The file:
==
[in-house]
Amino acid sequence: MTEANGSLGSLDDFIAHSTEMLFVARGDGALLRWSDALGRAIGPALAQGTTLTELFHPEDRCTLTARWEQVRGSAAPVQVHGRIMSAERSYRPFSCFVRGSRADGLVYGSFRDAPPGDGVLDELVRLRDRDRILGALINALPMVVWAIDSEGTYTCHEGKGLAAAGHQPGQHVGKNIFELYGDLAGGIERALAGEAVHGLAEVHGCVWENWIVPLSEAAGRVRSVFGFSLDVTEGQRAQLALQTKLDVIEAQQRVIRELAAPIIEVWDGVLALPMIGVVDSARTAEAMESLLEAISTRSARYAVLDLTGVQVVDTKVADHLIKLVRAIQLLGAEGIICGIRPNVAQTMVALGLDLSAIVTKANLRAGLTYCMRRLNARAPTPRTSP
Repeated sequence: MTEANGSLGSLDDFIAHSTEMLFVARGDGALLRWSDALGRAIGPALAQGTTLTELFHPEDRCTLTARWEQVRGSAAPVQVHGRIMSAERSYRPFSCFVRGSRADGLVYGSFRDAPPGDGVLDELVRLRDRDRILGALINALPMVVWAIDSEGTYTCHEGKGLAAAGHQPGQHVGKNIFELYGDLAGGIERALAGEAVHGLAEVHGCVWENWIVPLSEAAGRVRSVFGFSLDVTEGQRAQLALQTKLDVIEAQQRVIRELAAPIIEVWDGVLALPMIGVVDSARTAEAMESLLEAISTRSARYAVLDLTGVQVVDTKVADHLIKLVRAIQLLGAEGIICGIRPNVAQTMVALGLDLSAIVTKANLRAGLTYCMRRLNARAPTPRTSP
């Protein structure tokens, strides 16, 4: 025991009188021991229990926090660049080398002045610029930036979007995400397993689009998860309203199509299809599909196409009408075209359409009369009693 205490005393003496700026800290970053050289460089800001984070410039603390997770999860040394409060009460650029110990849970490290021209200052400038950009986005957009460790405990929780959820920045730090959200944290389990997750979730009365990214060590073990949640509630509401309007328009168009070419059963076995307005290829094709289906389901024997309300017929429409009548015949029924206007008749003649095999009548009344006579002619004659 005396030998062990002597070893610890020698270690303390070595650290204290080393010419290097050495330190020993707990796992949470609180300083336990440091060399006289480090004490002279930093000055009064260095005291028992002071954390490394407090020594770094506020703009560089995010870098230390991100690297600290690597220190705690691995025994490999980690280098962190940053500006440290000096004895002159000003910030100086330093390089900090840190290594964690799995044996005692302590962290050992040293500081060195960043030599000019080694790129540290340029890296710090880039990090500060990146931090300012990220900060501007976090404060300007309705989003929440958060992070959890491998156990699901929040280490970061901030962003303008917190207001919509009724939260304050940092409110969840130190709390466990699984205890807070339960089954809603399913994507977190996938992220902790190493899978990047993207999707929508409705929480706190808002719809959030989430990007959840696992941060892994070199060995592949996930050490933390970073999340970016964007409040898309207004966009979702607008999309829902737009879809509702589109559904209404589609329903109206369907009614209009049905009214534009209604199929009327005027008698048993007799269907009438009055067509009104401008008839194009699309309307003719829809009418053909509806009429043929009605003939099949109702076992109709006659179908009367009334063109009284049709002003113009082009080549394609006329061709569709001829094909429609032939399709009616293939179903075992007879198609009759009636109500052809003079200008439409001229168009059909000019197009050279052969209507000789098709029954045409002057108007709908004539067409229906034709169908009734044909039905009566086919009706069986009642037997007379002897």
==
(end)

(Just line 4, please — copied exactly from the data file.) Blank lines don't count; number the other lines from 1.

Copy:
């Protein structure tokens, strides 16, 4: 025991009188021991229990926090660049080398002045610029930036979007995400397993689009998860309203199509299809599909196409009408075209359409009369009693 205490005393003496700026800290970053050289460089800001984070410039603390997770999860040394409060009460650029110990849970490290021209200052400038950009986005957009460790405990929780959820920045730090959200944290389990997750979730009365990214060590073990949640509630509401309007328009168009070419059963076995307005290829094709289906389901024997309300017929429409009548015949029924206007008749003649095999009548009344006579002619004659 005396030998062990002597070893610890020698270690303390070595650290204290080393010419290097050495330190020993707990796992949470609180300083336990440091060399006289480090004490002279930093000055009064260095005291028992002071954390490394407090020594770094506020703009560089995010870098230390991100690297600290690597220190705690691995025994490999980690280098962190940053500006440290000096004895002159000003910030100086330093390089900090840190290594964690799995044996005692302590962290050992040293500081060195960043030599000019080694790129540290340029890296710090880039990090500060990146931090300012990220900060501007976090404060300007309705989003929440958060992070959890491998156990699901929040280490970061901030962003303008917190207001919509009724939260304050940092409110969840130190709390466990699984205890807070339960089954809603399913994507977190996938992220902790190493899978990047993207999707929508409705929480706190808002719809959030989430990007959840696992941060892994070199060995592949996930050490933390970073999340970016964007409040898309207004966009979702607008999309829902737009879809509702589109559904209404589609329903109206369907009614209009049905009214534009209604199929009327005027008698048993007799269907009438009055067509009104401008008839194009699309309307003719829809009418053909509806009429043929009605003939099949109702076992109709006659179908009367009334063109009284049709002003113009082009080549394609006329061709569709001829094909429609032939399709009616293939179903075992007879198609009759009636109500052809003079200008439409001229168009059909000019197009050279052969209507000789098709029954045409002057108007709908004539067409229906034709169908009734044909039905009566086919009706069986009642037997007379002897």